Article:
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Hoda and Jenna on the sting of being mom-shamed: 'I felt horrible in that moment'

The TODAY with Hoda and Jenna co-hosts share their own personal stories.
/ Source: TODAY

Amid the coronavirus pandemic, mom-shaming has been on the rise, according to the New York Times. Parents are criticizing each other's choices on everything from outdoor activities to returning to school.

During TODAY with Hoda and Jenna Friday, Hoda Kotb and Jenna Bush Hager both said that they're trying to be as understanding as possible in this moment while still keeping their families safe.

"I was at a park yesterday and Haley and I were the only two people wearing masks," Hoda said. "There were a bunch of parents and kids and I was literally struggling with 'Should we leave?' Probably, yes. What do you do? You want to make sure your kid is protected, but every decision you make is loaded."

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Jenna said that some of the difficulty comes from the fact that most parents have to consider topics they've never thought about before.

"I think every single place, every single family, is making all of these decisions that we've never made before, like do you send your kids back to school? Do you do it virtually? Do you send them to the park, do you do after school classes?" she said. "And I do think mom-shaming is at a high. And I kind of think whatever anybody does, say 'That must have been a difficult decision for you. I'm glad you made the best thing for your family.' Because we don't know."

"We don't know the story," Hoda agreed. "And I do think people don't understand, people don't understand a lot of things. People ask me, 'Haley's going in person?' And I said, 'Yeah, she's going in person to school.' 'Oh.'"

"You kind of feel like you should fill in the blank," Hoda continued. "But sometimes I think not saying anything is cool too. Why do you have to engage? Let it go."

While mom-shaming might be at a peak right now, it's not a new occurrence for either co-host. "I think the act of being mom-shamed is one of the worst," Jenna said. She recalled an experience that she'll "never forget" about being mom-shamed while on the way home from a trip to Vietnam with Michelle Obama.

"Hal was maybe 5 months old, 4 months old," she said. "(We went) to tell these stories of girls that couldn't go to school, and I thought it was important to do that. And I was on the plane coming home and I felt so inspired and I just ached with the thought of missing my children and several people, but one person in particular, wrote some really mean things on Instagram, like 'How dare you leave your children, your new baby?' And 'Why would you ever do that? You'd think he matters too.'"

"And I felt this stab in my stomach," Jenna continued. "I was about to write her back, and I just thought 'I don't want to add shame to shame.' You know what I mean? I don't want a bunch of people piling on. But I will tell you, it hurt, because of course I miss that little boy with everything I have, everything I am, but I also thought, I made the decision, which was a hard one: 'Is it more important to tell these girls' stories who may not have a voice?"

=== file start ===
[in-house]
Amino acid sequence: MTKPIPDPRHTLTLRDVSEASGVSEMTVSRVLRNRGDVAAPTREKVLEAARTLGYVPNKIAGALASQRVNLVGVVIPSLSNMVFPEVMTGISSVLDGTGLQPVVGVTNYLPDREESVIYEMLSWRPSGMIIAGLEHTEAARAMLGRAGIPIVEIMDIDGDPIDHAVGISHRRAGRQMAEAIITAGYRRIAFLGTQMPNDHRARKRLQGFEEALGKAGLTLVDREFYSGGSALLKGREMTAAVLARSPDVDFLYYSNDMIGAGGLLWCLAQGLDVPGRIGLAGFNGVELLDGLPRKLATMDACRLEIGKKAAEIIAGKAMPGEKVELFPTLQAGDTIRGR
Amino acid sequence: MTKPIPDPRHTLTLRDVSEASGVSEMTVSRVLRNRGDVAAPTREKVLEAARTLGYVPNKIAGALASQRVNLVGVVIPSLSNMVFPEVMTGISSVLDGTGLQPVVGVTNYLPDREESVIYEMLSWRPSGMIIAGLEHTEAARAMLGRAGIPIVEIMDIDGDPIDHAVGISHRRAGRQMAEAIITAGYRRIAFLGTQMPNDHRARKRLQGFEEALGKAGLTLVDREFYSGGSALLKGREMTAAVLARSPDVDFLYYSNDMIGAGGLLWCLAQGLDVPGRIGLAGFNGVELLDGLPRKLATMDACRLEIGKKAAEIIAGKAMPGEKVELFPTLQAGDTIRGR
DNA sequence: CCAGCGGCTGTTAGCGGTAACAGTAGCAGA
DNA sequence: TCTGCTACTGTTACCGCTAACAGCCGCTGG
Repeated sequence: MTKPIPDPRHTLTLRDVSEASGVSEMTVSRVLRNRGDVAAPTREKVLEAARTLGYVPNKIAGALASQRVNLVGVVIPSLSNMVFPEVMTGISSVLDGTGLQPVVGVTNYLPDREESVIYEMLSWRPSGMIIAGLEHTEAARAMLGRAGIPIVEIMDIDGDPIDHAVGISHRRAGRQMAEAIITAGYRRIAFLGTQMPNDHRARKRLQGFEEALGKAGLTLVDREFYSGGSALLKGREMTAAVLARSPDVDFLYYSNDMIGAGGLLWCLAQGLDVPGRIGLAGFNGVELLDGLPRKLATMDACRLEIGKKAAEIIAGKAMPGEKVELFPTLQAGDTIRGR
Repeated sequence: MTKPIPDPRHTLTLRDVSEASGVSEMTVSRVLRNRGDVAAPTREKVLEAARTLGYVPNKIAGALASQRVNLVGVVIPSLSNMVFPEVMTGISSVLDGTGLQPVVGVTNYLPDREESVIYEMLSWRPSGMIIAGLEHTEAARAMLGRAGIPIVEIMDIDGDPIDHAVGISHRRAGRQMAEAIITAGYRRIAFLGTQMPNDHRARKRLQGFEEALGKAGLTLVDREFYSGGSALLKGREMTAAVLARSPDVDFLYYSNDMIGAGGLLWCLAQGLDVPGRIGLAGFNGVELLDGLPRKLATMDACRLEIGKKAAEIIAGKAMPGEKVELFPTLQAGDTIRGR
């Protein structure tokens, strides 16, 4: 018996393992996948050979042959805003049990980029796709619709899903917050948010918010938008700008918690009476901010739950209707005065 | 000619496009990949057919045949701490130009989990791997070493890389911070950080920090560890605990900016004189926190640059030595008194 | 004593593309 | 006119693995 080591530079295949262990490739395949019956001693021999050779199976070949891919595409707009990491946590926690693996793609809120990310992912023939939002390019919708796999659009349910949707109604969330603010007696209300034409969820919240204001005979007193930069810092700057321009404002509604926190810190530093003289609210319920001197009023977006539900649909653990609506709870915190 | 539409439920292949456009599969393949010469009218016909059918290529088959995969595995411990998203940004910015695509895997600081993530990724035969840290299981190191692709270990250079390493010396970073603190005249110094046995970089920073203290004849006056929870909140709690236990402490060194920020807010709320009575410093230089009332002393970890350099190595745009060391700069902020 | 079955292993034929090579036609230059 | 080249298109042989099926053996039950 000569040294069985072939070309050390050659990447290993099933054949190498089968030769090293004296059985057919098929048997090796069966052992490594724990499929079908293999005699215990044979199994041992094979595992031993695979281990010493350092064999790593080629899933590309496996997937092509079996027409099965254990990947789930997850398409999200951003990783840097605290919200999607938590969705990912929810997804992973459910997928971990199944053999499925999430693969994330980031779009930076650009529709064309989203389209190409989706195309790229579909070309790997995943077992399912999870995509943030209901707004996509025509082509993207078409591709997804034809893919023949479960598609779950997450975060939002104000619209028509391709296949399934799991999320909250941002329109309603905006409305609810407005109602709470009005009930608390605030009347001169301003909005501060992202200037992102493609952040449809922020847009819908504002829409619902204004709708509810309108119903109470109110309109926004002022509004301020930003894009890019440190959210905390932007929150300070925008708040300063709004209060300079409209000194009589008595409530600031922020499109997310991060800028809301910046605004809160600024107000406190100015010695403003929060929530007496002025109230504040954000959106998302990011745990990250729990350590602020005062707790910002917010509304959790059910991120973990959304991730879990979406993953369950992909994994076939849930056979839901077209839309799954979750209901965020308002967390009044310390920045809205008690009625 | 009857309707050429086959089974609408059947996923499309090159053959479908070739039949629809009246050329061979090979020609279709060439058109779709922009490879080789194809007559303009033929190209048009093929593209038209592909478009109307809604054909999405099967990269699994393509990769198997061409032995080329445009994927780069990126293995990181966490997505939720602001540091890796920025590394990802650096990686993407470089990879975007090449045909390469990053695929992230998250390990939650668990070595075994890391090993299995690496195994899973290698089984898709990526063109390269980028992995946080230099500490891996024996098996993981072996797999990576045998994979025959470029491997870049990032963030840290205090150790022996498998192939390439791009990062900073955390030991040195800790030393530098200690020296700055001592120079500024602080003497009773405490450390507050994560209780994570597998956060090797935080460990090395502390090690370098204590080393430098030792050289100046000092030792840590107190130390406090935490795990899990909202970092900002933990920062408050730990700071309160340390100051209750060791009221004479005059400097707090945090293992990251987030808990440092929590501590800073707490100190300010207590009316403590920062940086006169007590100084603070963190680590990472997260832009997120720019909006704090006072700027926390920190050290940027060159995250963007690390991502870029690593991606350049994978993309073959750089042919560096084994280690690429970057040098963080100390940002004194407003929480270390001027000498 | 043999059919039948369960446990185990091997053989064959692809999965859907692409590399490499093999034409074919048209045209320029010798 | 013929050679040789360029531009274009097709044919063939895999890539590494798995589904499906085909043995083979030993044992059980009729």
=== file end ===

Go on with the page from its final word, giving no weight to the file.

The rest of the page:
Hoda said that once, she got a letter in the mail that asked her "'Who do you think you are, having kids at that age?'"

"I literally read it and I thought, 'Oh, my God, I can't believe someone put a stamp on it and sent it,'" Hoda said.

"I felt horrible in that moment because there is something that bothers you inside about that. But then I thought, who would take a piece of paper and a pen and write like that and fold it and put it in the envelope with a stamp and go to the trouble of mailing it? It took effort."

Jenna said that what she tries to remember in moments of mom-shaming is that the strangers who take "the time to write something so mean" don't even know what she or Hoda are like as mothers.

"She's never seen you hold (Haley and Hope)," Jenna said. "That infuriates me. And I think why it's so hard is that as parents we're already questioning ourselves constantly."

"Yes, that's why it hurt," Hoda agreed.

"I was on that plane thinking 'God, I'm the worst mom,' and then somebody says it," Jenna said. "I feel like, let's just all let go of any of that and support each other as parents because it ain't easy, no matter where, it's not easy."

"Every parent is second guessing. And yeah, you're right. We don't know," Hoda said. "Have you ever been on a plane with your kid crying? You know what that feels like. And anyone who gives you that disdained look either doesn't have children, doesn't understand, or forgot how hard it is to deal with it."

Even at the worst of times, though, there can always be sources of light. Jenna recalled one time on a plane where a flight attendant empathized with her as she was traveling with multiple children.

"I just lost my grandma, I was so exhausted, and we're flying on the airplane and it is my birthday and I have two children on my lap, Cheetos all over my face, and the flight attendant said, 'You look like you're having a hard time. Want some champagne?'" Jenna said, laughing. "And I was like 'You are the nicest woman. I will drink that champagne.'"

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